A noose was found in the garage stall of Bubba Wallace at Talladega Superspeedway in Lincoln, Alabama, on Sunday, less than two weeks after Wallace, who is NASCAR's only Black driver, successfully pushed the stock car racing series to ban the Confederate flag at its tracks and facilities.
"Late this afternoon, NASCAR was made aware that a noose was found in the garage stall of the 43 team. We are angry and outraged, and cannot state strongly enough how seriously we take this heinous act," NASCAR said in a statement. "We have launched an immediate investigation, and will do everything we can to identify the person(s) responsible and eliminate them from the sport.
"As we have stated unequivocally, there is no place for racism in NASCAR, and this act only strengthens our resolve to make the sport open and welcoming to all."
Wallace never saw the noose, ESPN's Marty Smith reported. It was first seen by a member of Wallace's team, who immediately brought it to the attention of NASCAR, Smith reported. NASCAR told Fox Sports that it will work with law enforcement.
Wallace, an Alabama native who drives the No. 43 Chevrolet for racing icon Richard Petty, said in a statement that he was "incredibly saddened" by the act.
"Today's despicable act of racism and hatred leaves me incredibly saddened and serves as a painful reminder of how much further we have to go as a society and how persistent we must be in the fight against racism," Wallace wrote on Twitter. "Over the last several weeks, I have been overwhelmed by the support from people across the NASCAR industry, including other drivers and team members in the garage. Together, our sport has made a commitment to driving real change and championing a community that is accepting and welcoming of everyone.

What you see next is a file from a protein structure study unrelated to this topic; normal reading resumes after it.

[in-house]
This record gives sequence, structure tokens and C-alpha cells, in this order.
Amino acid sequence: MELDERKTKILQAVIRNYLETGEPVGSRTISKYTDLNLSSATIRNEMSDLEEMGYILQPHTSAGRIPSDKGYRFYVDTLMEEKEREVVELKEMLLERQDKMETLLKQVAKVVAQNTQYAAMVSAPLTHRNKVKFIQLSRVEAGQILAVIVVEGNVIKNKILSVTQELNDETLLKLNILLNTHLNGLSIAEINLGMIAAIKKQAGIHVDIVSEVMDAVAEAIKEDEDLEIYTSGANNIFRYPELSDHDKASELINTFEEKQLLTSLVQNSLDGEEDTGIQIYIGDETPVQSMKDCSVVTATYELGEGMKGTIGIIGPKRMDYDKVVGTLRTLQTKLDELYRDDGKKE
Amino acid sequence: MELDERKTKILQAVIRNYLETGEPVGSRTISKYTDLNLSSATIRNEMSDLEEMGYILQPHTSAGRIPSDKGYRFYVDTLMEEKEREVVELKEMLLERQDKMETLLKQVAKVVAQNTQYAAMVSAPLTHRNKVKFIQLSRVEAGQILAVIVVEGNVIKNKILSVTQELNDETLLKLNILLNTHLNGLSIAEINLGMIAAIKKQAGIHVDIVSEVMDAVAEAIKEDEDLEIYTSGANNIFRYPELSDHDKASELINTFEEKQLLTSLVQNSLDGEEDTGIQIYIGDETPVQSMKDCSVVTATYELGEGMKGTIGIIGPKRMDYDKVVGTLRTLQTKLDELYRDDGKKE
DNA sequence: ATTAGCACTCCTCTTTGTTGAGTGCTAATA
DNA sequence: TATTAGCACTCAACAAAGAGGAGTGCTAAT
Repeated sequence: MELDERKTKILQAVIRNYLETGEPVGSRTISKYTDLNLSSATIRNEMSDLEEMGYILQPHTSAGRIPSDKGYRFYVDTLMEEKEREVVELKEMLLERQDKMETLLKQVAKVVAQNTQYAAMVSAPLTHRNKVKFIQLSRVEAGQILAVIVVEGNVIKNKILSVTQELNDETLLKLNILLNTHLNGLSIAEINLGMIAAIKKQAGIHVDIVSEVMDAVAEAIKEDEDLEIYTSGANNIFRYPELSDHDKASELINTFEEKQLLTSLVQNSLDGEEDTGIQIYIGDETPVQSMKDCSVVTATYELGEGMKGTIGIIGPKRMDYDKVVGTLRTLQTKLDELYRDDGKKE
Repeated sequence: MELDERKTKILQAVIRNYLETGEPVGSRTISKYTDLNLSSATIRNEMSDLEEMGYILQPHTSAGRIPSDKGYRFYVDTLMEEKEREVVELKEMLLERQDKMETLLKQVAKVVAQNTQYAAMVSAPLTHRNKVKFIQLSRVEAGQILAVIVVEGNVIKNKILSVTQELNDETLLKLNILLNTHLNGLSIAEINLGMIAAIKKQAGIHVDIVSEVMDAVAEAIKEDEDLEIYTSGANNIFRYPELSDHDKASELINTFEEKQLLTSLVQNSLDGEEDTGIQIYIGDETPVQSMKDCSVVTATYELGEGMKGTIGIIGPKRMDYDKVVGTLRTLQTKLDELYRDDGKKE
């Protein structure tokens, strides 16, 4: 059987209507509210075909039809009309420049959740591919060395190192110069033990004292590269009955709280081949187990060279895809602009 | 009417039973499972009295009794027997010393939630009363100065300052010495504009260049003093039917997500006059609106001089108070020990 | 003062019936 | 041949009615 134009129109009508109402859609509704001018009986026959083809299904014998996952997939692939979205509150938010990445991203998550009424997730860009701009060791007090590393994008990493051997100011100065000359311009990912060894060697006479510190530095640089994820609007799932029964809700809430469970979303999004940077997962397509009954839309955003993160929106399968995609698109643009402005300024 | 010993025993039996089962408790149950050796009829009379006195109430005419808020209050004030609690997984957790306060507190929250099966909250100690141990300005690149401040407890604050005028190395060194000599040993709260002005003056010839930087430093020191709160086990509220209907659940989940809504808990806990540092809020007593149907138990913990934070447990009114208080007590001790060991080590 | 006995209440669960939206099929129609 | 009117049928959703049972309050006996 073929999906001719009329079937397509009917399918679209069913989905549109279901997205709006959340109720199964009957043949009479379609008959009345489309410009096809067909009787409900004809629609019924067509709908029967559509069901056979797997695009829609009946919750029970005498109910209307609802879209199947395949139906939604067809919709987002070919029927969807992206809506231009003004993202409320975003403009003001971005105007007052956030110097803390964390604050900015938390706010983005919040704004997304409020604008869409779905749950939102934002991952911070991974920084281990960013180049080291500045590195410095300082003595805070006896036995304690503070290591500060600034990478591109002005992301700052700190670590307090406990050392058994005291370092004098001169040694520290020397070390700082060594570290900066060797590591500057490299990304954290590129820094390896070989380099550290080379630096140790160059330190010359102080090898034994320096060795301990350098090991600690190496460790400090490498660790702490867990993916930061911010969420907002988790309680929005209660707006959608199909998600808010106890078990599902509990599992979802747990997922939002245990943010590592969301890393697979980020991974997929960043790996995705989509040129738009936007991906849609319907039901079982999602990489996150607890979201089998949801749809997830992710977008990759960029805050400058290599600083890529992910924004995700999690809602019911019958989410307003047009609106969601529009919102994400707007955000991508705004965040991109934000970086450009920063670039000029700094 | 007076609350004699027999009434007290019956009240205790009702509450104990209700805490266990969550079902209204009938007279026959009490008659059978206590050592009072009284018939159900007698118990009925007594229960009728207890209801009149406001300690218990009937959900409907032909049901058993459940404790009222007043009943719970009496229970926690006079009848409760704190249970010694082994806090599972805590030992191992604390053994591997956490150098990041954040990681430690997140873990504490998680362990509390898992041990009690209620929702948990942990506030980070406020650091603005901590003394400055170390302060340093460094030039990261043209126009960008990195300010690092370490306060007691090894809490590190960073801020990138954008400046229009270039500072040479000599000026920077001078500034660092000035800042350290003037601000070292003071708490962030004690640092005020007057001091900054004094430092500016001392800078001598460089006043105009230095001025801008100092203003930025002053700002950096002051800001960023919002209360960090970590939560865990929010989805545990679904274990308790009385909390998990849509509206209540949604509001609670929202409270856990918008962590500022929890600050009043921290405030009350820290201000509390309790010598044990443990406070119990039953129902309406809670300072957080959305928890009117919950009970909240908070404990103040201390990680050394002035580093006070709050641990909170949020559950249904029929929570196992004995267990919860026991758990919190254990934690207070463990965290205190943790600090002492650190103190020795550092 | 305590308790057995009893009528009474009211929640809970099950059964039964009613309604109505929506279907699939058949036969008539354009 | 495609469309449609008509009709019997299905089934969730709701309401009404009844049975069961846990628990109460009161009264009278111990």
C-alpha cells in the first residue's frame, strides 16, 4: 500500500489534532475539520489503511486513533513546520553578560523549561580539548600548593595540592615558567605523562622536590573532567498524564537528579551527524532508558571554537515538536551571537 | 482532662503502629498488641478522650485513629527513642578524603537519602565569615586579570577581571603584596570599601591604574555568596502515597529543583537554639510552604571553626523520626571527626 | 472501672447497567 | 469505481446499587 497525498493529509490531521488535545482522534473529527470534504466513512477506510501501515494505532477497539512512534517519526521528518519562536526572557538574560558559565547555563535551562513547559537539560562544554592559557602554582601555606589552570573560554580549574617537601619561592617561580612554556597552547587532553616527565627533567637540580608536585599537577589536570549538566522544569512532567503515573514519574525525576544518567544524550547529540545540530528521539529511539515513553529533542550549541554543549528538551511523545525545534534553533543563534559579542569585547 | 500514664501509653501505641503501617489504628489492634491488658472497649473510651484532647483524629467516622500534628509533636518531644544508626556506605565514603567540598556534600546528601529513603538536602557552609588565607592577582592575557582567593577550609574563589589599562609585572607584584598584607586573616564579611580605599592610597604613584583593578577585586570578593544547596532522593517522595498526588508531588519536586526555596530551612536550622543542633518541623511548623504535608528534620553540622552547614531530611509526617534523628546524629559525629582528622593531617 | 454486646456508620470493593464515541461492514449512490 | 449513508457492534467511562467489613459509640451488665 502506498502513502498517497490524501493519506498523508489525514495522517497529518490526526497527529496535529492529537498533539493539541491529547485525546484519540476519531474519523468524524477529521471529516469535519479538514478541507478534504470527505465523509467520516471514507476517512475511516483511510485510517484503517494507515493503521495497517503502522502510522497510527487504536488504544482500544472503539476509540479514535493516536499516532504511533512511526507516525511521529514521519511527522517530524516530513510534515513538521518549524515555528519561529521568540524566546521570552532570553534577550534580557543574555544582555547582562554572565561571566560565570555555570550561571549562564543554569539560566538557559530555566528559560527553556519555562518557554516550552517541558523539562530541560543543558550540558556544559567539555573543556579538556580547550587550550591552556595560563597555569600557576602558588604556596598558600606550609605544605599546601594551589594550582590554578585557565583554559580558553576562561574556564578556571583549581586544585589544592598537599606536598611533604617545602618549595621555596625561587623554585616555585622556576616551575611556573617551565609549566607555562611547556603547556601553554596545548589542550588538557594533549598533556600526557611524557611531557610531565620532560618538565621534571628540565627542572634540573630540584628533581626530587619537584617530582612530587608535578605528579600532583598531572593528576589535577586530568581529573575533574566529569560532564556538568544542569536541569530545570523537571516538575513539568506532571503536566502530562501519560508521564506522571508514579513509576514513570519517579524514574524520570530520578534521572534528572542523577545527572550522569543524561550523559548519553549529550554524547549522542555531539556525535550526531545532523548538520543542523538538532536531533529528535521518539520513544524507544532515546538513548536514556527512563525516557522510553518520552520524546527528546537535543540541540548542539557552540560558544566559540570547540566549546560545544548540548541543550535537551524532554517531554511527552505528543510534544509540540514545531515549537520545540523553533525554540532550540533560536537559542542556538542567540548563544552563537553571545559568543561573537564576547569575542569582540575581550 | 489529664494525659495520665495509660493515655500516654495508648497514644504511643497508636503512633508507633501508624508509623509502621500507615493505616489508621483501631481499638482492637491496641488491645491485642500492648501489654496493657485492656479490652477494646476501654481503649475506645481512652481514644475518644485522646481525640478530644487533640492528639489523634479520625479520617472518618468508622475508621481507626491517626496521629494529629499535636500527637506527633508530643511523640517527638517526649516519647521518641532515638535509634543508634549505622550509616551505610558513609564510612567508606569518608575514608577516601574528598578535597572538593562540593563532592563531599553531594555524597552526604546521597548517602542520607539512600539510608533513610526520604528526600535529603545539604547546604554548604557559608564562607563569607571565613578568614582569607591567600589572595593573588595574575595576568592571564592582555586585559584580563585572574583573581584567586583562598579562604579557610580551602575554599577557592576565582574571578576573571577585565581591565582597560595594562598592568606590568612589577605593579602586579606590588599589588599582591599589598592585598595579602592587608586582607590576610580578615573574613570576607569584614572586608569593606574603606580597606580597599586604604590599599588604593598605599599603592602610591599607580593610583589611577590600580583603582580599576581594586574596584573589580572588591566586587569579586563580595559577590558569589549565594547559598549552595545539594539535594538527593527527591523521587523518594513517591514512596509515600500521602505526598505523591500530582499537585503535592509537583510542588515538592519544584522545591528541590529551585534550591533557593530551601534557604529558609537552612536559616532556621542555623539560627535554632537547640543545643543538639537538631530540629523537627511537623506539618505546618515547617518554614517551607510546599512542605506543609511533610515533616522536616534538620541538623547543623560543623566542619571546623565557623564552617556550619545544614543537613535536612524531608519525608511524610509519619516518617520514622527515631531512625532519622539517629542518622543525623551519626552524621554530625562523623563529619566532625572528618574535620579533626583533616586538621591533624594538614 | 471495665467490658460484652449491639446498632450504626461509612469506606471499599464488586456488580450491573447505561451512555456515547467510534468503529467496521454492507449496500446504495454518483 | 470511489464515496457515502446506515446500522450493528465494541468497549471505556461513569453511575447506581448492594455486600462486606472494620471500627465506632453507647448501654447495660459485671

"Nothing is more important and we will not be deterred by the reprehensible actions of those who seek to spread hate. As my mother told me today, "They are just trying to scare you." This will not break me, I will not give in nor will I back down. I will continue to proudly stand for what I believe in."
NASCAR has spent years trying to distance itself from the Confederate flag, long a part of its moonshine-running roots from its founding more than 70 years ago. Five years ago, former chairman Brian France tried to ban flying the flags at tracks, a proposal that was not enforced and largely ignored.
This year was different, and it was Wallace who led the charge, calling for the sanctioning body to prohibit the flag.
But outside the track on Sunday, vehicles waving and flying Confederate flags lined the boulevard running past the massive speedway, and a plane flew above the track towing a banner of the Confederate flag that read, "Defund NASCAR."
NASCAR has not said how it plans to stop fans from displaying the flag on track property, and none of the instances Sunday at Talladega were inside the facility.
Andrew Murstein, the co-owner of Richard Petty Motorsports, told Sports Business Journal that he was "shocked and saddened" by the incident, adding, "You would like to think that the country has changed for the better in the last 40-plus years. Unfortunately, in many ways it hasn't."
"I am shocked and appalled to hear of yesterday's vile act against Bubba Wallace in Talladega -- there is no place for this disgusting display of hatred in our state," Alabama Gov. Kay Ivey said in a statement Monday.
Los Angeles Lakers superstar LeBron James also weighed in on Twitter, writing: "Sickening! @BubbaWallace my brother! Know you don't stand alone! I'm right here with you as well as every other athlete. I just want to continue to say how proud I am of you for continuing to take a stand for change here in America and sports! @NASCAR I salute you as well!"
Sunday's race, which was pushed back to 3 p.m. ET Monday because of inclement weather, is the first amid the coronavirus pandemic for which NASCAR opened the gates for up to 5,000 fans.
The Associated Press contributed to this report.